Way back in time, when the Earth was still cool, I was in the U.S. Army. I was drafted and served my two years, mostly as a company clerk. My efforts to avoid getting drafted — claiming that my earlier bout with kidney stones made me ineligible — were in vain.
In retrospect, I should have found a friendly doctor who would attest that I had bone spurs like President Donald Trump did.
In order to avoid the draft, I considered and rejected going to Canada — too cold. Besides, I did not want to be categorized as a “draft evader.” Going to Canada to evade the draft was also a felonious offense.
In any event, I went up to the Chicago recruitment center, got sworn in and took a long train ride down to Fort Knox.
After eight weeks of “training,” which was designed to break my spirit and make me respond to orders without question, I was sent to Fort Gordon, Georgia, to receive additional training as a communications specialist. This mostly involved learning Morse Code, how to operate a field radio and how to erect an enormous antenna.
After this, and after a 30-day leave, I was on orders to report to Fort Huachuca, originally an outpost guarding against an invasion from Mexico.
In spite of my assertion that I was a certified X-ray technician, I ended up as a company clerk. The Army, as it turned out, had plenty of X-ray personnel and did not need or want any more. I got the role as company clerk mostly because I used all fingers to type. Because of a shortage of personnel, I was also the supply clerk, the education clerk and a bunch of other clerk things that I hardly even remember.
So, as a reluctant draftee, I spent my two years in the Army and got out with an honorable discharge and an expert marksman pin.
And because I was not killed, by the terms of the article on President Trump in the Atlantic magazine, I was not a “loser.”
Further, I did not get sent to Vietnam (the Army required, to the best of my memory, 13 months of service remaining. I did not have that, and in my mandatory end-of-service briefing, I declined to re-up).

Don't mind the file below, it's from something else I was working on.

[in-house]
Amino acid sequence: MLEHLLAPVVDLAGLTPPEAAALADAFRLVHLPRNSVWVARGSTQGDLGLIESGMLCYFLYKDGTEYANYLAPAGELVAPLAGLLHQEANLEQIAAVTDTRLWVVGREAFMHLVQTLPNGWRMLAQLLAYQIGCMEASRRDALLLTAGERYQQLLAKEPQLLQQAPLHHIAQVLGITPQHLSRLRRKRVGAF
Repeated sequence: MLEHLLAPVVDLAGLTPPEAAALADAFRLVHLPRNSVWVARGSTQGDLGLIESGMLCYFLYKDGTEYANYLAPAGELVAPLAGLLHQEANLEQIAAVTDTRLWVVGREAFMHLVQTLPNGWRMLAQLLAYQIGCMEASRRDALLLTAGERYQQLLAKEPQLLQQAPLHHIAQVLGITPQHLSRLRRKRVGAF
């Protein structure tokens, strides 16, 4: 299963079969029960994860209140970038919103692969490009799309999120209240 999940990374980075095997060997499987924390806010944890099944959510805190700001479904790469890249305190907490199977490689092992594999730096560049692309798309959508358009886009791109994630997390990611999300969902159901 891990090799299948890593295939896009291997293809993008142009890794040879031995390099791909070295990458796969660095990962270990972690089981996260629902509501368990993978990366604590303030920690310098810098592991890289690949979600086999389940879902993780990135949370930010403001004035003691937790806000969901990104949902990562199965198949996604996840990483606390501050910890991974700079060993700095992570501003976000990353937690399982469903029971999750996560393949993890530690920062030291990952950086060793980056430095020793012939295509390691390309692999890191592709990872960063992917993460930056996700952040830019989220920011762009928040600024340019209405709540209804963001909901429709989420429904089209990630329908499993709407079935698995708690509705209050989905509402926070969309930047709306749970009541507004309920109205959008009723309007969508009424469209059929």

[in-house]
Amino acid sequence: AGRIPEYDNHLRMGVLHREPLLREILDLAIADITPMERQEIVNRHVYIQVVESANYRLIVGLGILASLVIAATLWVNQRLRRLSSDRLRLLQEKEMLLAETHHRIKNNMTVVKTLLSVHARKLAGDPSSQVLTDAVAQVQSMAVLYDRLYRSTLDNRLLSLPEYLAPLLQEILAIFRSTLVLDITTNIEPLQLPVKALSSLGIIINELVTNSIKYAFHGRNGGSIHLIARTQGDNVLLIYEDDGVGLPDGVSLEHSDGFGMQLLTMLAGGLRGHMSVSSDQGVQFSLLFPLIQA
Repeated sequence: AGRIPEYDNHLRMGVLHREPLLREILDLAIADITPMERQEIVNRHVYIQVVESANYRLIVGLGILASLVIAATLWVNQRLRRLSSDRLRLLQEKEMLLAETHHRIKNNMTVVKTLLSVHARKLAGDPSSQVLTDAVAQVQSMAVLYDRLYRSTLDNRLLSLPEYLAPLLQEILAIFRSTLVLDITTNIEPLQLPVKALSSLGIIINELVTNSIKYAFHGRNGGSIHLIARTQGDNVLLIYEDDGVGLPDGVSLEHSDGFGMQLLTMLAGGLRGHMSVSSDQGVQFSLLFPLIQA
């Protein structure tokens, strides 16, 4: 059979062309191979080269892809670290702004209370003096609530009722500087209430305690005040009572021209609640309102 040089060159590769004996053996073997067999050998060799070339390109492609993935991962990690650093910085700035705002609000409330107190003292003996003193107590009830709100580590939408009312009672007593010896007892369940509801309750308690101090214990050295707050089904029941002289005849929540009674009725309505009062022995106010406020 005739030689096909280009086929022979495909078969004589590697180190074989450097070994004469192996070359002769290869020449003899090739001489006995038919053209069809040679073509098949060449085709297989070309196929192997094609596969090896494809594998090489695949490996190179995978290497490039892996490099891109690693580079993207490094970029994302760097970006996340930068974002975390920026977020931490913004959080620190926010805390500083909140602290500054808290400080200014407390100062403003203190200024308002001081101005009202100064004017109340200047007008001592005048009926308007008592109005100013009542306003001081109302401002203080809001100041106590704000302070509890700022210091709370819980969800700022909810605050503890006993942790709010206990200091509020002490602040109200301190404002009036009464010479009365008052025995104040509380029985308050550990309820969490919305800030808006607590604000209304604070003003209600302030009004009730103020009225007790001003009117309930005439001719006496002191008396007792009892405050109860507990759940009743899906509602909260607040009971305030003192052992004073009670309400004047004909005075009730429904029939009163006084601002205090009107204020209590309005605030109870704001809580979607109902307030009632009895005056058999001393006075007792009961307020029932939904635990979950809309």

So, by the same terms in the Atlantic article, I was not a “sucker.”
Being neither a loser nor a sucker, what did that make me? A reluctant draftee.
The basic training at Fort Knox did not break my somewhat rebellious spirit, and when given an order that I thought was stupid, I would ask why. That was not greeted with enthusiasm by sergeants or officers.
But in today’s Army, comprised entirely of recruits — people who chose to be there — orders are not questioned. When the sergeant says, “Jump,” the recruit says, “How high?” on the way up.
Maybe I was treated differently than other draftees because of my role as company clerk. The first sergeant to whom I reported did not want to have anything to do with administration. The company commander was an Army pilot and, at that time, was required to fly a number (I don’t remember how many) of hours per month in order to keep up his flight status.
Needless to say, he had little interest in being the company commander; he just wanted to fly. Both the first sergeant and the company commander told me that they would sign whatever I put on their desks, and if anything went wrong, I would end up in the stockade. Never happened.
So, in 1966, my Army service was complete. I got out, not having been killed or sent to Vietnam. By those measures, I was neither a loser nor a sucker.